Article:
A father and son have coffee.
"Lots of dead walking 'round. Many don't ever come to know it."
After years of questioning the presence of my own passions, my father's declaration confirmed my concerns with a grave finality.
"I have often felt a ghost," I replied. Shamed.
"I've seen it!" my father turned with wide eyes. His twisted finger pointed at my chest, "I've seen it in you!"
I took a sip of my black coffee. Under his cool gaze its warmth did little to calm me. He turned away again. We sat in silence. His melancholy was an aura to which I had become attuned.
I chuckled, "A post-life crisis, if you will."
"Don't you play me, boy! I didn't come down here to be made fun of!"
"I'm sorry. I'm just trying to break the tension, dad." I held up my hands, as if to deflect his anger reaching me from across the table. "I may have died, but that doesn't mean I haven't been trying to make something of myself."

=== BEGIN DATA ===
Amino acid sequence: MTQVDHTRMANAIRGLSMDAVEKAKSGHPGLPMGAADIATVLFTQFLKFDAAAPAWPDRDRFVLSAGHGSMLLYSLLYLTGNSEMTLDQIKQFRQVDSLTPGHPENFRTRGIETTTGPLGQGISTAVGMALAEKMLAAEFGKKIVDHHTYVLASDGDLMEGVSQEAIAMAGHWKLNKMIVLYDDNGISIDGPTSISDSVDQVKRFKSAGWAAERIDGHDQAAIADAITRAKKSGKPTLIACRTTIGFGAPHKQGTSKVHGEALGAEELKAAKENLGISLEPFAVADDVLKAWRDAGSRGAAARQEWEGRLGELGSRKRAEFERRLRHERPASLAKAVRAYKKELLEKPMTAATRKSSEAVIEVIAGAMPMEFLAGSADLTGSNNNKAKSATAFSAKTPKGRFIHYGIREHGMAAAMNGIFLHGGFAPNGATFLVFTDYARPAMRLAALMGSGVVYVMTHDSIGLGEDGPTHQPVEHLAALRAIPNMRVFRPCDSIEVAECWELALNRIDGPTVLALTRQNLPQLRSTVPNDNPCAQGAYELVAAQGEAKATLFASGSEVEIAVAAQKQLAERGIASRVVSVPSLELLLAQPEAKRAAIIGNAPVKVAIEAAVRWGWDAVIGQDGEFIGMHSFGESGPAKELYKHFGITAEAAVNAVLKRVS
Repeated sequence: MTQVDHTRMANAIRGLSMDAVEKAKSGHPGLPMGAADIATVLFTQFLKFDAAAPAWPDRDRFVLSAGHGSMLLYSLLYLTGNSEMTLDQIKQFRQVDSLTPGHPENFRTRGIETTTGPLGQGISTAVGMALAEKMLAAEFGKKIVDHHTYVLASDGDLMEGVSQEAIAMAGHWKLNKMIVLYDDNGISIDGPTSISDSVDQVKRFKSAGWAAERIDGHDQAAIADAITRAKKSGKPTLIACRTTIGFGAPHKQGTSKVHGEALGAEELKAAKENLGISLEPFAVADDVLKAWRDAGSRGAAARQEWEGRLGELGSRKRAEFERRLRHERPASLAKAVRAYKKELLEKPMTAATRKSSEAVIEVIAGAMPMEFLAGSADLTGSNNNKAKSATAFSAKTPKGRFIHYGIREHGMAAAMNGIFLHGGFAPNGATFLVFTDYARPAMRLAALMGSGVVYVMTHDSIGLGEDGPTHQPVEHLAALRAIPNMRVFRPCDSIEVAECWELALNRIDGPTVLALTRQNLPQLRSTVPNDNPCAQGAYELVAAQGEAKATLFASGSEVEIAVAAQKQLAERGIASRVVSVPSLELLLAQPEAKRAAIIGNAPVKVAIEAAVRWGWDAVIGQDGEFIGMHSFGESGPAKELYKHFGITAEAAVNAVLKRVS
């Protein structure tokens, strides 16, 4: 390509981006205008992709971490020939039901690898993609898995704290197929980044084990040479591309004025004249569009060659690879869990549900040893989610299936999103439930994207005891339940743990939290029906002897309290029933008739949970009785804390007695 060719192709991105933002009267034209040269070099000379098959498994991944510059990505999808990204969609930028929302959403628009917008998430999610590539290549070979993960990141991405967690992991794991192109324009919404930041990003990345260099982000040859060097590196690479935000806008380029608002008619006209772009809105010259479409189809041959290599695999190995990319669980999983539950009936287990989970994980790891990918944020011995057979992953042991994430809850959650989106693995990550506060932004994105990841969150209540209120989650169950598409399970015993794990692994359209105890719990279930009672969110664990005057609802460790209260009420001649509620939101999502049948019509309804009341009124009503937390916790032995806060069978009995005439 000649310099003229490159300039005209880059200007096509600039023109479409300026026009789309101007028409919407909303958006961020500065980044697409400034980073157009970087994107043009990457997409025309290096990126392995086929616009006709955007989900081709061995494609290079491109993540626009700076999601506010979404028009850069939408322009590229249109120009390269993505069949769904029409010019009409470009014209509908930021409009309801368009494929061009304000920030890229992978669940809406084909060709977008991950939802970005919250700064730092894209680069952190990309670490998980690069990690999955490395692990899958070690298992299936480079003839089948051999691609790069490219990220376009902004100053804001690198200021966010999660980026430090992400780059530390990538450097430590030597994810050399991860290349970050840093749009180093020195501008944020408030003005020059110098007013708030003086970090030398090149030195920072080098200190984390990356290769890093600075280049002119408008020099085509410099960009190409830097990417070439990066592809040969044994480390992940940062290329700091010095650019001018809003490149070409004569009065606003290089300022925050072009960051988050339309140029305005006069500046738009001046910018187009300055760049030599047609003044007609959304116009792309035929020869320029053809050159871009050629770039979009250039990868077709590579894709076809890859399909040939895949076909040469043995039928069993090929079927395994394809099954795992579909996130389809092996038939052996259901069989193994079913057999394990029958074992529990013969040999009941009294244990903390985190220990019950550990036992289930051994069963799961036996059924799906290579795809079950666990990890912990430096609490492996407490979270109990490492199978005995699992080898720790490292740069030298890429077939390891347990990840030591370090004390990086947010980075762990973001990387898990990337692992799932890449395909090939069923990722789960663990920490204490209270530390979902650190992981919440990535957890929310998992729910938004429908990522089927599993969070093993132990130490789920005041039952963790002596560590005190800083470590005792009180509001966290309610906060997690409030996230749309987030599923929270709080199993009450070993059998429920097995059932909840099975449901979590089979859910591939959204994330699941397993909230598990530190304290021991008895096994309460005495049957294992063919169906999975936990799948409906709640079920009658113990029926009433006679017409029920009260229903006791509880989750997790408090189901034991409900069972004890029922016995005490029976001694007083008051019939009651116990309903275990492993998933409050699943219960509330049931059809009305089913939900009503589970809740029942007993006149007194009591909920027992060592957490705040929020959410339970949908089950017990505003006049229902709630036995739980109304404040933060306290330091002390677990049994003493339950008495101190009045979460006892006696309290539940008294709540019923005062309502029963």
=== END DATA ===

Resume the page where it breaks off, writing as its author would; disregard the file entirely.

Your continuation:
He looked at me. I recalled the very first time I had seen that sorrow in his eyes. We had come to the diner for a cup of coffee. It was our daily routine before we both headed off to school. He to his and I to mine. It was my graduation year. The robber at the diner had been skittish that morning.
"This is a crime scene," was the last thing I heard. The last thing I saw were my father's sad eyes, looking at me for the very first time.
"Do you think that you'll ever find your way?" my father asked as he stood up from the table.
"I'm working on it. Time will tell." I took another sip and watched my father walk outside. He had school to teach.